Washington: The longest war in American history has come to a "responsible conclusion" with the withdrawal US and NATO combat forces from Afghanistan, US President Barack Obama has said but warned that the country remains "a dangerous place".
NATO's war in Afghanistan, fought for 13 years, came to a formal end yesterday with a flag-lowering ceremony in Kabul that marked the transition of the fighting from US-led combat troops to the country's own security forces.
In the 13 years since US forces landed in Kabul post 9/11 to throw out Taliban out of power, some 2,200 US troops lost their lives in the war against terror in Afghanistan.
"Now, thanks to the extraordinary sacrifices of our men and women in uniform, our combat mission in Afghanistan is? ending, and the longest war in American history is coming to a responsible conclusion," Obama said yesterday in a statement.
During these 13 years, Obama said, US troops have? "devastated the core of Al-Qaeda leadership, delivering justice to Osama bin Laden, disrupting terrorist plots and saving countless American lives."
Thanking the troops and intelligence workers who served in Afghanistan, he said, "We are safer, and our nation is more secure, because of their service."
From January 1, the US-led International Security Assistance Force (ISAF) combat mission, will be replaced by a NATO "training and support" mission.
"We are safer, and our nation is more secure, because of their service. At the same time, our courageous military and diplomatic personnel in Afghanistan -- along with our NATO allies and coalition partners -- have helped the Afghan people reclaim their communities, take the lead for their own security, hold historic elections and complete the first democratic transfer of power in their country's history," he said.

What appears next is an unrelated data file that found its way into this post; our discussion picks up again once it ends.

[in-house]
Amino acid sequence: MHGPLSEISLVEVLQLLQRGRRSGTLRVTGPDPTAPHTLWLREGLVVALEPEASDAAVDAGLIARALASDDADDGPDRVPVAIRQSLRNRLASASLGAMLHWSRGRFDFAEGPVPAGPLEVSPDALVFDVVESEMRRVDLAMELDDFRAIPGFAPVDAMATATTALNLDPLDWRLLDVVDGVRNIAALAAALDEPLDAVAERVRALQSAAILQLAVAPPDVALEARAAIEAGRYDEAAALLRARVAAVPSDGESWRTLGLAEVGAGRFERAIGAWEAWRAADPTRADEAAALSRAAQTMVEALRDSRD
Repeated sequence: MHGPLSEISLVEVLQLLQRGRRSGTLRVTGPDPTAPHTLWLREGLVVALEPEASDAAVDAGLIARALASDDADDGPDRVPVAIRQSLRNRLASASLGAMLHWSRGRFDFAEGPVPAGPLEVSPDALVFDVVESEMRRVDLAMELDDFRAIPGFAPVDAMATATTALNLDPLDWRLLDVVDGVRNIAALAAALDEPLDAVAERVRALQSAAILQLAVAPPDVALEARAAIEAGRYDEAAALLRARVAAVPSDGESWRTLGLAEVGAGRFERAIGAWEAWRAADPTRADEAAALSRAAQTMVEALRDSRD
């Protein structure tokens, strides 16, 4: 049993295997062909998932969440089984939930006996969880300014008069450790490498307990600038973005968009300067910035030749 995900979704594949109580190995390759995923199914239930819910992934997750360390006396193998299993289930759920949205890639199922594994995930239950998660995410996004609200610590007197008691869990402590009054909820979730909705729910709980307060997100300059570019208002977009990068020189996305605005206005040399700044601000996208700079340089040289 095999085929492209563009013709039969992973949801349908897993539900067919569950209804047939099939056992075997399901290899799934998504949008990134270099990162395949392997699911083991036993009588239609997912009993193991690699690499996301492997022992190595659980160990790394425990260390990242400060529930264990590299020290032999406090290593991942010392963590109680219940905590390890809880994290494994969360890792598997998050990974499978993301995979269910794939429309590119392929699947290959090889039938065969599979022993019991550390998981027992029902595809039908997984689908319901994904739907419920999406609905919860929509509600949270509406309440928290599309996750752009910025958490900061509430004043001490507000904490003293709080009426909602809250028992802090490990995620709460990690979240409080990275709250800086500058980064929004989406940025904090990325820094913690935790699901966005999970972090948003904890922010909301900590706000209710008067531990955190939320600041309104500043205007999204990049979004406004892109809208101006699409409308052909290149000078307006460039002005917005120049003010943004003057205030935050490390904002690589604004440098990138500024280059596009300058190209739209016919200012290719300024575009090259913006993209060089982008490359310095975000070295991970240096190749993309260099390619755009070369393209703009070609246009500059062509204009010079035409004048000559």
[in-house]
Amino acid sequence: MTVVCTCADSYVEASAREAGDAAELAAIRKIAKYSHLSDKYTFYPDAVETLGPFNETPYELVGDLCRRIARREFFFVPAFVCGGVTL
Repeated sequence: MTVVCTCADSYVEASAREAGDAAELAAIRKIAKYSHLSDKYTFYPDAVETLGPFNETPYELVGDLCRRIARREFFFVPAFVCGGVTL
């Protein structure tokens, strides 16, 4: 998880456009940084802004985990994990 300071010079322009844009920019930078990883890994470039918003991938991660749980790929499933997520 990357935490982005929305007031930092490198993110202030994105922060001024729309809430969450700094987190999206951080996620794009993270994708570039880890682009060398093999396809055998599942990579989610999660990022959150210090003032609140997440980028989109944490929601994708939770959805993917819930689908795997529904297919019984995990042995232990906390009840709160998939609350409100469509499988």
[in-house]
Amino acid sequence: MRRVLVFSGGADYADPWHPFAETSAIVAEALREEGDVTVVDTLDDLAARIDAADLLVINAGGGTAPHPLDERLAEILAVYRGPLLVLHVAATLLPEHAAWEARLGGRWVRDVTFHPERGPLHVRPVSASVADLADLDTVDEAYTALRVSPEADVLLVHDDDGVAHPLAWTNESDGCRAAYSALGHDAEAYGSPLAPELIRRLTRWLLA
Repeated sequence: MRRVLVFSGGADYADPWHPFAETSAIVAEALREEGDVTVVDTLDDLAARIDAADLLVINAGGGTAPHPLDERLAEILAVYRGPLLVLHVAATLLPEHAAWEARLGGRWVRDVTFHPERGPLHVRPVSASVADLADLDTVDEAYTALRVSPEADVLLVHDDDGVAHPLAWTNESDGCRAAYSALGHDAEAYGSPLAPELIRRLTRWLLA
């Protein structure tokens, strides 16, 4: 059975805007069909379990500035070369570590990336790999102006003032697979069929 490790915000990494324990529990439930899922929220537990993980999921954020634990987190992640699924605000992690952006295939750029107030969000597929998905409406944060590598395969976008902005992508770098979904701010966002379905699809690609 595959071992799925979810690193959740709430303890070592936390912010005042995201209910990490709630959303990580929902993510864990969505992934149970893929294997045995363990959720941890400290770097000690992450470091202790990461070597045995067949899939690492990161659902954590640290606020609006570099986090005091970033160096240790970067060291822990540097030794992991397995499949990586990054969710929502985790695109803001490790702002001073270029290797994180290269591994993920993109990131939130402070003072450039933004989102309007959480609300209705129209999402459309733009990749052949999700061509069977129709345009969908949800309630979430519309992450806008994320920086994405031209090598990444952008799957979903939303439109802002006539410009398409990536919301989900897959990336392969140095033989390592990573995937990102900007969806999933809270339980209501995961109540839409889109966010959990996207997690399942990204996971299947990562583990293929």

Obama, however, warned that Afghanistan remains a dangerous place, and the Afghan people and their security forces continue to make tremendous sacrifices in defence of their country.
"At the invitation of the Afghan government, and to preserve the gains we have made together, the US along with our allies and partners will maintain a limited military presence in Afghanistan to train, advise and assist Afghan forces and to conduct counter terrorism operations against the remnants of Al-Qaeda," he said.
"Our personnel will continue to face risks, but this reflects the enduring commitment of the US to the Afghan people and to a united, secure and sovereign Afghanistan that is never again used as a source of attacks against our nation," said the US President.
Under a bilateral agreement with Kabul, about 12,500 foreign troops will remain in Afghanistan. They will not be involved in direct fighting, but will assist the Afghan army and police in their battle against the Taliban, who ruled from 1996 until 2001.